“I guess people were beginning to see me more as a rebel and revolutionary and all of this time I was still Lil Buggy. We targetted the radio . .  and it was going good for a while but after it fell apart because everybody did not have the same vision.”
It was time for Buggy to shape his future. He kept his loyalty to reggae. He never accepted that it should be a seasonal thing here.
“I was like: ‘if Jamaicans doing it all year round, we have to be doing it all year round too.”
Buggy eventually hooked back up KB to record Wave. His next song was Nubian Girl which   “opened up Barbadians for me”.
 Buggy felt thew momentum and had to make a decision about his career.
He said Fully Loaded came about as a result of the evolution of himself as an artist.
“Between 2002 and 2005 I got an opportunity to do my first set of touring and sing outside of Barbados: the cross-fusion of reggae what people call chanting . When I came back to Barbados my producer and I sat down and he said it was becoming samey samey . . . If you want people to keep listening to you have to reinvent it . . . I went home and thought about the character [Buggy]. . . and what people thought when they heard the Buggy.  A lot of people would ask ‘where is the horse’ jokingly. I played on that for a little bit and then I decided to make it ‘fully loaded’. That is where ?Buggy Fully Loaded came from.”
After working with Fully Loaded Buggy got an opportunity to pursue reggae music at a different level and that is when he headed to Jamaica – the roots of reggae on the invitation of reggae artistes Zizzla and Tony Rebel.
One of the criticisms Buggy faces here is that he wants to sound like a Jamaican. He however said the Jamaicans do not think that he wants to sound like them.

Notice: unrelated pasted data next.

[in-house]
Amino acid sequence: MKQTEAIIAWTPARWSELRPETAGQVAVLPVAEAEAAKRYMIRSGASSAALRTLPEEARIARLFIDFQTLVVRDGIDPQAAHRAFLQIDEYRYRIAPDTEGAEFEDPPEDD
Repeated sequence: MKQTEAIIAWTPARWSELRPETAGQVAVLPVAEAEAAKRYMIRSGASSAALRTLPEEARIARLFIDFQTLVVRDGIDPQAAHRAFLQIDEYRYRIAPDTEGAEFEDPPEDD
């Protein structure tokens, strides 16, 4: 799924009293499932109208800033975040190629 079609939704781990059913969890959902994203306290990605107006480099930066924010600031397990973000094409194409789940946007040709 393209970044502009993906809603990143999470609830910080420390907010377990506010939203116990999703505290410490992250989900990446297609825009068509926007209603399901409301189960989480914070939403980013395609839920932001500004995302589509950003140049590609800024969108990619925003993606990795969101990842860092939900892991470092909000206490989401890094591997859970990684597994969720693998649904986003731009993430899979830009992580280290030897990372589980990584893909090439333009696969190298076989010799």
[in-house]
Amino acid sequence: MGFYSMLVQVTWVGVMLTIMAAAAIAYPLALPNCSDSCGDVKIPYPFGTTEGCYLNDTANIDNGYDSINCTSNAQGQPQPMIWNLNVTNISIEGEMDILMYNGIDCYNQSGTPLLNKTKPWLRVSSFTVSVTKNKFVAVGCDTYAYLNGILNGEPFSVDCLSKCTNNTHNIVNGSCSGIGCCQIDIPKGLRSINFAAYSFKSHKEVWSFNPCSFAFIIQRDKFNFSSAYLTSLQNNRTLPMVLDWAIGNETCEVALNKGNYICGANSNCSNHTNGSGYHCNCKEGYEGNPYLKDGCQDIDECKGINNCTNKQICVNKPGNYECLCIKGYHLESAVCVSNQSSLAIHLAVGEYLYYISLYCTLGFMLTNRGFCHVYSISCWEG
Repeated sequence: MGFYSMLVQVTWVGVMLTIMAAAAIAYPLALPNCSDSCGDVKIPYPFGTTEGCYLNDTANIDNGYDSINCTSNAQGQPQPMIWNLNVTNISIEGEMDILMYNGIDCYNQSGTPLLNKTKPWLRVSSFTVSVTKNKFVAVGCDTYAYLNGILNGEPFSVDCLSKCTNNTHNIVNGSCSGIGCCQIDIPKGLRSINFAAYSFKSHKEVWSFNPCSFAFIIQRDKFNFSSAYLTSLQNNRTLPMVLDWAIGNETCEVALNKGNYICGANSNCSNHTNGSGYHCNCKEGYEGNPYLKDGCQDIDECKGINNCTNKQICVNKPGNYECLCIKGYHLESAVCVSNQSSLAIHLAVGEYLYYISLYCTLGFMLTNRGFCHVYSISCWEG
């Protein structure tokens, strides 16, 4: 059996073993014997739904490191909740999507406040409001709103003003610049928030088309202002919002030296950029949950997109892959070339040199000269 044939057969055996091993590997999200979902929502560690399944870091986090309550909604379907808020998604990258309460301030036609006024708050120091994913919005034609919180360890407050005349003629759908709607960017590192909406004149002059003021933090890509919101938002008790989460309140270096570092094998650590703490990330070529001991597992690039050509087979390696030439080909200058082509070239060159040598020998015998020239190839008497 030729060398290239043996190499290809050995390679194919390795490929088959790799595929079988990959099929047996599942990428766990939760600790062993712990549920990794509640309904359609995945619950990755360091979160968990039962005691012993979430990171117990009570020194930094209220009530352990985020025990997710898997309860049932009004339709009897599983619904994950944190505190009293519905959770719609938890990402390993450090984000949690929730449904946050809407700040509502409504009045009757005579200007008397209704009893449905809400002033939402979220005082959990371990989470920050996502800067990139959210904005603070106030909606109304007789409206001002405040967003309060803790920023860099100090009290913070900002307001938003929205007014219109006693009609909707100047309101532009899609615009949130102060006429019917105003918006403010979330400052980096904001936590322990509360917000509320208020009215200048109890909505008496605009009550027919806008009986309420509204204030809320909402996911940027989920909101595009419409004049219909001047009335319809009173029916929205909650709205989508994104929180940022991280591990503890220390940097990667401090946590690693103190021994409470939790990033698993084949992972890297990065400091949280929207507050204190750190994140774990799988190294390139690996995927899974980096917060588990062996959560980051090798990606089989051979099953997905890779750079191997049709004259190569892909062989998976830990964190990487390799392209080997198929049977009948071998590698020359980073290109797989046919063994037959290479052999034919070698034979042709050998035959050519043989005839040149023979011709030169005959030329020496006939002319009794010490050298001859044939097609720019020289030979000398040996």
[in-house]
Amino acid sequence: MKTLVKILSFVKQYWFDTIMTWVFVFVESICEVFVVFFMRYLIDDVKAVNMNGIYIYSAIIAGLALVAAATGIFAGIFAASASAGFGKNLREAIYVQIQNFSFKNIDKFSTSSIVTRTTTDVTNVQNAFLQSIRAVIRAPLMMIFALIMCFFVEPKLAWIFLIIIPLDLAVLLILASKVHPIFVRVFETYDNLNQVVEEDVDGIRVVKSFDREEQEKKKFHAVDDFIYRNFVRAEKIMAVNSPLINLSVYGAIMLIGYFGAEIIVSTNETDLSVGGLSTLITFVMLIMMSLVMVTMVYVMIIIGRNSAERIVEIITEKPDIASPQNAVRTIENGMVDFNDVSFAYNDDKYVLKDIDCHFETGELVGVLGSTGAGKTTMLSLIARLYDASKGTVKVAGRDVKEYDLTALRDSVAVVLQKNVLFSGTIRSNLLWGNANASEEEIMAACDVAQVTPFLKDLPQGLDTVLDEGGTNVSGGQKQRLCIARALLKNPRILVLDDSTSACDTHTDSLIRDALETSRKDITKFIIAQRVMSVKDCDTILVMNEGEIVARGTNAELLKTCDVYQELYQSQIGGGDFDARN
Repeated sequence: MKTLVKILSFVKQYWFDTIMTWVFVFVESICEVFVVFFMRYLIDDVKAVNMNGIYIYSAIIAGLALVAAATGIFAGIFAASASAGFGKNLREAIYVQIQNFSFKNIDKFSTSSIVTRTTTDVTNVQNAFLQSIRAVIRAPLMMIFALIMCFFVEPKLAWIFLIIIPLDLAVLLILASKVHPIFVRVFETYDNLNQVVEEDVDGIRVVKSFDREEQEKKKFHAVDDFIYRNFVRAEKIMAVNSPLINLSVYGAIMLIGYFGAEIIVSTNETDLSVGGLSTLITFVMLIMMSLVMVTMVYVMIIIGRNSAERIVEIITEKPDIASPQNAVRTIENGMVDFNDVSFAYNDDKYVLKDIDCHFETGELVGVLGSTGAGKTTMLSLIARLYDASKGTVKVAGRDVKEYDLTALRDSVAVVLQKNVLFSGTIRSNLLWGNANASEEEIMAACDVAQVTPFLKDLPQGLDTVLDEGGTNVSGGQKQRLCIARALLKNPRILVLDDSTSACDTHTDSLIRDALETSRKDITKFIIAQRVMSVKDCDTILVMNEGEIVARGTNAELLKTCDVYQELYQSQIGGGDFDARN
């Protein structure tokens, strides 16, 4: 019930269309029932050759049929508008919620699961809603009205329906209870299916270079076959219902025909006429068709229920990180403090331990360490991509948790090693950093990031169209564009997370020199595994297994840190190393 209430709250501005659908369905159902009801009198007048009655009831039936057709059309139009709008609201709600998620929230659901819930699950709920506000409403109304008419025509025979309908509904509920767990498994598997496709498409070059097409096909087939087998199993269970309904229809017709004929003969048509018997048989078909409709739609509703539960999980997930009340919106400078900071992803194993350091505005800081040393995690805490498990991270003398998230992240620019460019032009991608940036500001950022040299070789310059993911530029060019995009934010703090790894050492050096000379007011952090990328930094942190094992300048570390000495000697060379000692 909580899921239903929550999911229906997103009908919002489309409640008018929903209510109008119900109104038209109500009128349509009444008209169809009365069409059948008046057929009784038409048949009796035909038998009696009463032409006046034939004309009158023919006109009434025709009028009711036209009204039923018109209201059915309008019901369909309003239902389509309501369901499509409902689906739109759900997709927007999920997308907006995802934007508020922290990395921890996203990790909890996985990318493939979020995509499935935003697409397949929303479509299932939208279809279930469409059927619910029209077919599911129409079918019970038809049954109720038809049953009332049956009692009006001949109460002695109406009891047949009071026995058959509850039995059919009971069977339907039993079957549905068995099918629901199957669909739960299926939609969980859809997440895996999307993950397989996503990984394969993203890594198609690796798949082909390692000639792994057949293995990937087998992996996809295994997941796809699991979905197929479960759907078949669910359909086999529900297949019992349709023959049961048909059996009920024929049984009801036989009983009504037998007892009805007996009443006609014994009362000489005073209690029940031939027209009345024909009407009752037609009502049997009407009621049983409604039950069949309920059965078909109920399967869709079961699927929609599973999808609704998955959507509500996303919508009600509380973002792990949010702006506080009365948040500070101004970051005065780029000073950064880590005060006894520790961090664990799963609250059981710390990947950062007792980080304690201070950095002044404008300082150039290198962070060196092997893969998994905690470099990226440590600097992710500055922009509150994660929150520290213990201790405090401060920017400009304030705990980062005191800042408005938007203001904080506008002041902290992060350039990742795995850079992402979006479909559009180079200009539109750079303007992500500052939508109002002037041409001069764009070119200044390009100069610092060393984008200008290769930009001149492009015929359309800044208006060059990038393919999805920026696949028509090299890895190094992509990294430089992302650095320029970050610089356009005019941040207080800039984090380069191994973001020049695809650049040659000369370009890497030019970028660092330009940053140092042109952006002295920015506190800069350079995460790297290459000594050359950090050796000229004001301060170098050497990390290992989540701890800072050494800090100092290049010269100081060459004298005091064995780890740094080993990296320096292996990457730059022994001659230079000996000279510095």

“They just think you are trying to do it way it is suppose to be done.”
He has learnt a lot from his sojourns to the “land of wood and water”.
“Adapting was not too difficult.?I could say my style of writing had change. I understood what I could use and what was impossible to use. What I could sing about in terms of topics and what comes out of you and makes the most impact it makes on people . . .
“All I had to do was to learn the language of reggae while I was singing reggae . .. it is not jumping on a reggae bandwagon. It is a music with message. It is a connection to a way of  expression. The way reggae uses me is to express . . . it makes people sit down and listen for truth.”
One of the big moments while in Jamaica was to perform at Rebel Salute of which he said he was received “very good”.
As Buggy prepares for his show tonight, in tribute to the late Bob Marley whose birthday was yesterday, he is building up with repertoire for further recordings.
“The last album release was in 2012 Just a Man, it is still going pretty good, I have not been able to settle and get into the studio to record another album given the hectic travelled schedule. I have been continously recording so that I can have my third solo album pretty soon,” he said
Asked if he would leave the entertainment scene, Buggy said he was committed to his vision as a reggae singer.
“I was always was one who wanted a mechanical shop because I always enjoyed doing machinist type of work. I use to work with Barbados Light and Power. I packed up my bags to leave to come here [be an entertainer]. So to pack up my bags to go back is like . . . . . ” said Buggy without any doubt about his mission.